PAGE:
Tech Revolution

By Martin SFP Bryant

why World War III might have already started



Subscribe to our newsletter

By subscribing, you agree with Revue’s Terms of Service and Privacy Policy and understand that Tech Revolution will receive your email address.

Tech Revolution
Issue #1009 • View online
*Read in your browser for the best experience*
Hello there!
Firstly, news this week has got me wondering if we’re actually already in World War III - it’s just that 21st century wars are a whole lot different to the tanks and bombs we’re used to. More on that below…
In happier news, it looks like iPhones could finally catch up with Android on one thing they’ve sorely lacked: always-on displays.
As the kind of ‘phone floozy’ who loves trying different handsets, the way Samsung smartphones show the date, time, weather and an idea of what notifications you have without you having to switch on the screen is something that almost stopped me going back to iOS. I’m really hoping this particular report (via the highly reliable Mark Gurman) proves true later this year.
This week I have been:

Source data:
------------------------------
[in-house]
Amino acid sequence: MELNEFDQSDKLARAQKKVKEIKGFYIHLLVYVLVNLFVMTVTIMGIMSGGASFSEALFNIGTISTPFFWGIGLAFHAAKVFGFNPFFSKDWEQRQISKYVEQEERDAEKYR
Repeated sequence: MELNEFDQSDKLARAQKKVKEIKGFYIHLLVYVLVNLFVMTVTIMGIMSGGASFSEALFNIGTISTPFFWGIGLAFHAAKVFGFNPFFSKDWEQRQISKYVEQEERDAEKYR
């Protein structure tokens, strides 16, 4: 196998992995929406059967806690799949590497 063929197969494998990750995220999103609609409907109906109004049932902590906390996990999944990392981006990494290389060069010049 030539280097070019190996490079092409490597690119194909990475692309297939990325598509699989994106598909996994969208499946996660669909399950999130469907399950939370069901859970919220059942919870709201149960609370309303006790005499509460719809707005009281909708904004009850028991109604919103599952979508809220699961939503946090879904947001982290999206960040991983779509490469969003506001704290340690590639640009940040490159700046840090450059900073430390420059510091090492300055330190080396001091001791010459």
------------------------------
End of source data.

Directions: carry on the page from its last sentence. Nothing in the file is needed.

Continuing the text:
• Wondering how Jeff Bezos made it into space and back in the time it took me to buy some stamps at the post office (although the smile on 82-year-old Wally Funk’s face as she arrived back on Earth was almost worth all the debate over whether billionaires should spend their cash on this kind of thing)
  • Enthused by Mike Masnick’s call for a more optimistic view of the future of the internet
  • Hoping Twitter hasn’t wrecked TweetDeck with its new overhaul (there’s a shortcut to trying it if you’re keen)
  • Grimacing at the idea of people paying $500 for a ‘Freedom Phone’ that appears to just be a budget Chinese device running a skinned Google Play store rather than a ‘patriotic’ American phone with its own ‘uncensored’ app store
  • Despairing at people who use Google Maps navigation to climb a mountain
  • Applauding whoever came up with Ford’s gasoline ‘premium fragrance’ publicity stunt
❗ DON’T MISS: This morning, Matt and I interviewed Shopify’s Shimona Mehta about the social shopping revolution. If you missed it live on Twitter Spaces, the recording will be up on our podcast feed on Monday.